On an unseasonably warm day in late March, a quarter of a million postsecondary students and their supporters gathered in the streets of Montreal to protest against the Liberal government’s plan to raise tuition fees by 75% over five years. As the crowd marched in seemingly endless waves from Place du Canada, dotted with the carrés rouges, or red squares, that have become the symbol of the Quebec student movement, it was plainly obvious that this demonstration was the largest in Quebec’s, and perhaps Canadian, history.
The March 22nd Manifestation nationale was not the culmination but the midpoint of a 10-week-long student uprising that has seen, at its height, over 300,000 college and university students join an unlimited and superbly coordinated general strike. As of today, almost 180,000 students remain on picket lines in departments and faculties that have been shuttered since February, not only in university-dense Montreal but also in smaller communities throughout Quebec.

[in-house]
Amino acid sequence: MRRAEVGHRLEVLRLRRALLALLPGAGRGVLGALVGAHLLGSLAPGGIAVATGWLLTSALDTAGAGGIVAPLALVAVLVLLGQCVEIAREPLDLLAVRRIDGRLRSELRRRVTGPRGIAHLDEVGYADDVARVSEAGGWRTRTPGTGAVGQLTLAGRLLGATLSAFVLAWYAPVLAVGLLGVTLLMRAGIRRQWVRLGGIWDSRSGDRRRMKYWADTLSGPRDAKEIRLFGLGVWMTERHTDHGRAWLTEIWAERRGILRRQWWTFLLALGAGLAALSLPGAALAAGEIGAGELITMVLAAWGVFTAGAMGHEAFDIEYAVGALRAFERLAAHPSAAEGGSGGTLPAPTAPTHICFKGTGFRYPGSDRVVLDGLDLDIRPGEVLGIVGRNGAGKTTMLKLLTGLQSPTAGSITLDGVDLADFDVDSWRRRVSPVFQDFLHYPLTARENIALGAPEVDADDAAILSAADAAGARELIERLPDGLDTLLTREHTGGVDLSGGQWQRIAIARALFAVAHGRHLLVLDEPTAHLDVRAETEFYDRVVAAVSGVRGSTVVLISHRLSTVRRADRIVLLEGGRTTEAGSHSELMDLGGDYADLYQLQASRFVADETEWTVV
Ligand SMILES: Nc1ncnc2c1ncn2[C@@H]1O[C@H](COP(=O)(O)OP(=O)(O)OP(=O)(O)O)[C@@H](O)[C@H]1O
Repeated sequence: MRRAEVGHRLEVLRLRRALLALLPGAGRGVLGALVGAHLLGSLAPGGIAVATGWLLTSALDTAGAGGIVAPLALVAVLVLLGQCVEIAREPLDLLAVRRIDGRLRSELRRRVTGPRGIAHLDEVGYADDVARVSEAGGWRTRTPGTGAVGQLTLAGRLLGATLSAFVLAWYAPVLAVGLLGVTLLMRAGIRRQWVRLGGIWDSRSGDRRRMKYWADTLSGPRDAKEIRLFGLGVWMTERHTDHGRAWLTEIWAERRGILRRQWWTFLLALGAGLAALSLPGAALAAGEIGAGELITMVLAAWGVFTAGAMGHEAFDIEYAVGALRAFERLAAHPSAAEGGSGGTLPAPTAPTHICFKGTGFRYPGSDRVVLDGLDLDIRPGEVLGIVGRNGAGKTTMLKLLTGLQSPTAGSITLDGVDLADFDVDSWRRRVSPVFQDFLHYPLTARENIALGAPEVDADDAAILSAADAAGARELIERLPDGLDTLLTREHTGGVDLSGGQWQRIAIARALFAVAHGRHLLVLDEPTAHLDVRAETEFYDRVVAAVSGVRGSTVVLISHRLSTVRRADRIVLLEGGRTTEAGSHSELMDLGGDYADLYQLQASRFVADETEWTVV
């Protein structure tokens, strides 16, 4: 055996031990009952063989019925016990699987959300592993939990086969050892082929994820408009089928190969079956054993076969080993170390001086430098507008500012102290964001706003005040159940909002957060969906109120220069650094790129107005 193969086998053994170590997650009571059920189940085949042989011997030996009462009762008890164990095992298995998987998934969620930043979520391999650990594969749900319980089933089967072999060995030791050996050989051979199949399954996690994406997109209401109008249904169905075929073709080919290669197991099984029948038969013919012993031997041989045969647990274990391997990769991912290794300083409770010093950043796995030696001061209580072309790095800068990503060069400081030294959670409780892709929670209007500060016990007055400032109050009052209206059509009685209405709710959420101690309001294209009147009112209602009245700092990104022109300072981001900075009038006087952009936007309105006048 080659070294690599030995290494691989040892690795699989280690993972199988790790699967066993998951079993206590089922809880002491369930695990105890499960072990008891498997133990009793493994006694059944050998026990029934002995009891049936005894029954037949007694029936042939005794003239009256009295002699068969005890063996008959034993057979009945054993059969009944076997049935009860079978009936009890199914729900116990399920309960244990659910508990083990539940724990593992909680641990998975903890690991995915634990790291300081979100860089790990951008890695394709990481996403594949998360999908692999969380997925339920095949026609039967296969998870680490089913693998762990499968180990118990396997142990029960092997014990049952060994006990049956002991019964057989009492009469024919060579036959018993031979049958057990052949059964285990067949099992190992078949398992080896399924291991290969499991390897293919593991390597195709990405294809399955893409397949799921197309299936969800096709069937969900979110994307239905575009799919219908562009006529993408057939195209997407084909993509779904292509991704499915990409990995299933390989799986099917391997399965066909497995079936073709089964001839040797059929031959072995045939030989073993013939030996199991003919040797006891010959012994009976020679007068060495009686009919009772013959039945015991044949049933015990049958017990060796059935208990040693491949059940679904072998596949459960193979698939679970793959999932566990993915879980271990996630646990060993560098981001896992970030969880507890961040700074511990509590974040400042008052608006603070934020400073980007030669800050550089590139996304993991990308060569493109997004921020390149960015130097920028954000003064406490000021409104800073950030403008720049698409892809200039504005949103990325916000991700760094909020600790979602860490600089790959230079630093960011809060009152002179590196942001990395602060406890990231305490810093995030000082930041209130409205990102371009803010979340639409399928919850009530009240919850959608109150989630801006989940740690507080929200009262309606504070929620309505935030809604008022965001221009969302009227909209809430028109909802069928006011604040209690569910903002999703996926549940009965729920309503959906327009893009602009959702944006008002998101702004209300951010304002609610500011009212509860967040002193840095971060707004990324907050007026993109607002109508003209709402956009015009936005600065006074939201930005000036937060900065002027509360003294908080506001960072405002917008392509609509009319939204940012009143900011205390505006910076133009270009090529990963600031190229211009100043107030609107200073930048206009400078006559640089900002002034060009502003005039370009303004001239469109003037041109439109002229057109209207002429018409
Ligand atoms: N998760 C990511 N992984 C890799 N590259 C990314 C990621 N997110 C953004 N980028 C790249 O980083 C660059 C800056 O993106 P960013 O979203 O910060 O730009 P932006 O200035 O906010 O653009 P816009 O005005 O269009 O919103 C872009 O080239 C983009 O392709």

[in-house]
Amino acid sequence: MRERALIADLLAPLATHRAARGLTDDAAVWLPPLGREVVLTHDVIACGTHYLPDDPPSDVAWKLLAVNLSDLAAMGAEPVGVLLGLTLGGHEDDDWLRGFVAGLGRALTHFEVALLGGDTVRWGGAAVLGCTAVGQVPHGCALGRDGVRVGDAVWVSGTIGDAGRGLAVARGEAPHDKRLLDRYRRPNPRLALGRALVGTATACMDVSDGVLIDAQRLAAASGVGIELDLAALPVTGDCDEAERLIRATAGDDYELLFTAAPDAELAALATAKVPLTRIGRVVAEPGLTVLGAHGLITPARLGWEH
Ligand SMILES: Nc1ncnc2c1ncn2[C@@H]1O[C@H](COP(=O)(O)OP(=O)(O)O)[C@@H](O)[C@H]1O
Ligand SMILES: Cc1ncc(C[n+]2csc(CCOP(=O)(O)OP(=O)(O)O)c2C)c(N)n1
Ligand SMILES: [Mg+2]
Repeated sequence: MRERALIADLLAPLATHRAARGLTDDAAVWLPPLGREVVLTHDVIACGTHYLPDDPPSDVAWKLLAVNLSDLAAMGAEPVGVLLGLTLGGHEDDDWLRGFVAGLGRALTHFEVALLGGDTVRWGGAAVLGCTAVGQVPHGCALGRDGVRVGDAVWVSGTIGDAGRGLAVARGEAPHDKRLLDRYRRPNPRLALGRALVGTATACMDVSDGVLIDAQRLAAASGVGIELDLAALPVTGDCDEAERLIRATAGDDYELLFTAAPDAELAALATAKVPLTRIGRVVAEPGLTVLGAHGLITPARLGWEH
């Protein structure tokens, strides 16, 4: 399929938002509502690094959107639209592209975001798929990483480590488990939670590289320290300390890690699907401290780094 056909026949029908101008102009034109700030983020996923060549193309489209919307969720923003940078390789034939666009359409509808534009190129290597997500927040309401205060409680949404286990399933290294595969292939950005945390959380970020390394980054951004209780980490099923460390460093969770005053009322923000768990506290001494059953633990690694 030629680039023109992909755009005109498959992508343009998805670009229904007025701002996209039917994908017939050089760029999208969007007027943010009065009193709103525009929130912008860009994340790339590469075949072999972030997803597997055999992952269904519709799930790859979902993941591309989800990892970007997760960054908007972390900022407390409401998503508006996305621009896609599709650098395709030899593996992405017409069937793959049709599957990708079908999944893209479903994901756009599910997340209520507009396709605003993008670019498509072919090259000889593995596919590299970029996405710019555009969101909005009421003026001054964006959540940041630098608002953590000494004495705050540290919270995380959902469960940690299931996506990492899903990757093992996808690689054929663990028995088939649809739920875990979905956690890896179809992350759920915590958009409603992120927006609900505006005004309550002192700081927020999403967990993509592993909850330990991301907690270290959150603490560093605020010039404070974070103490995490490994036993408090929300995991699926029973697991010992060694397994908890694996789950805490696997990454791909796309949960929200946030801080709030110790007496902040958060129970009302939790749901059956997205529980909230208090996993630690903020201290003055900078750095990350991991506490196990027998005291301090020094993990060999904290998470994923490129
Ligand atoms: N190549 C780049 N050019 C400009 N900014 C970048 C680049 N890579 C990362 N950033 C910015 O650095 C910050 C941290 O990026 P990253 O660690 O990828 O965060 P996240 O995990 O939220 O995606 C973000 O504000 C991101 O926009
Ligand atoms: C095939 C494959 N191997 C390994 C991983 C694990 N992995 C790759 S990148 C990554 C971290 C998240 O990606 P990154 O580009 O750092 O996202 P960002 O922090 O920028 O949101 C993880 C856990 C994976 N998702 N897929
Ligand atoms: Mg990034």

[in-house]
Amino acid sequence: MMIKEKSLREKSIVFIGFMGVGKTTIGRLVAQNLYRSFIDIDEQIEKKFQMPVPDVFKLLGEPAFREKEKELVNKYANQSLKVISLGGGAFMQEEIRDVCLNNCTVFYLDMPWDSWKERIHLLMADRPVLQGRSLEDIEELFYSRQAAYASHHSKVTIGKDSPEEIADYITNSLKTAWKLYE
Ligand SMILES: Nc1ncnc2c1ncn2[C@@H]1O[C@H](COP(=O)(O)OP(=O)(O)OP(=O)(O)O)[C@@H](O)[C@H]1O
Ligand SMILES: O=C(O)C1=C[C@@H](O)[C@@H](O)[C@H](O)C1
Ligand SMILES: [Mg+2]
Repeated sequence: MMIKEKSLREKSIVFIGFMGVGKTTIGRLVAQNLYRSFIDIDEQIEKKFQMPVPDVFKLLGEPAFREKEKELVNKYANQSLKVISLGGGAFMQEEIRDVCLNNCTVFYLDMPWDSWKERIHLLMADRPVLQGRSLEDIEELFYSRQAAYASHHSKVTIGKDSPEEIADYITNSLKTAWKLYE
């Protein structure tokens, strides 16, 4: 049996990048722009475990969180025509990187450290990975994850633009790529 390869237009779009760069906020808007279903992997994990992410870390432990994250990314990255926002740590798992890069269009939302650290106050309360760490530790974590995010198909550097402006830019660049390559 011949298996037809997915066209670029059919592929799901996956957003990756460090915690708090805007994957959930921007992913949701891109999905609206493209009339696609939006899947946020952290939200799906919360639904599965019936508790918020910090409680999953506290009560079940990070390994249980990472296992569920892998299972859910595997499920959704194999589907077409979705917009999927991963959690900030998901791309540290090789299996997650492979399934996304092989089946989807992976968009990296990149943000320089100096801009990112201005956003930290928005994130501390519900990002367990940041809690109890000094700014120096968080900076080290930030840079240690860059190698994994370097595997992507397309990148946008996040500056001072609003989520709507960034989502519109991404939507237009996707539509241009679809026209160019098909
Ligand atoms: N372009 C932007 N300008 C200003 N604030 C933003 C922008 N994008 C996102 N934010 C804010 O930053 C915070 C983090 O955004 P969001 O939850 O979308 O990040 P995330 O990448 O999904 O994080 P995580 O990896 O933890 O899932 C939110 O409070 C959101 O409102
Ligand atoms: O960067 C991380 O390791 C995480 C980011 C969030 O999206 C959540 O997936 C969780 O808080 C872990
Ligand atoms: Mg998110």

—Marc Bousquet writes about the impressive student protests in Quebec for The Chronicle of Higher Education. There really are a lot of people in the streets. It is impressive and inspiring. He also explores why they aren’t getting more media attention (the answer is that they speak French, and we don’t, which … what a dumb reason, but that’s the reason).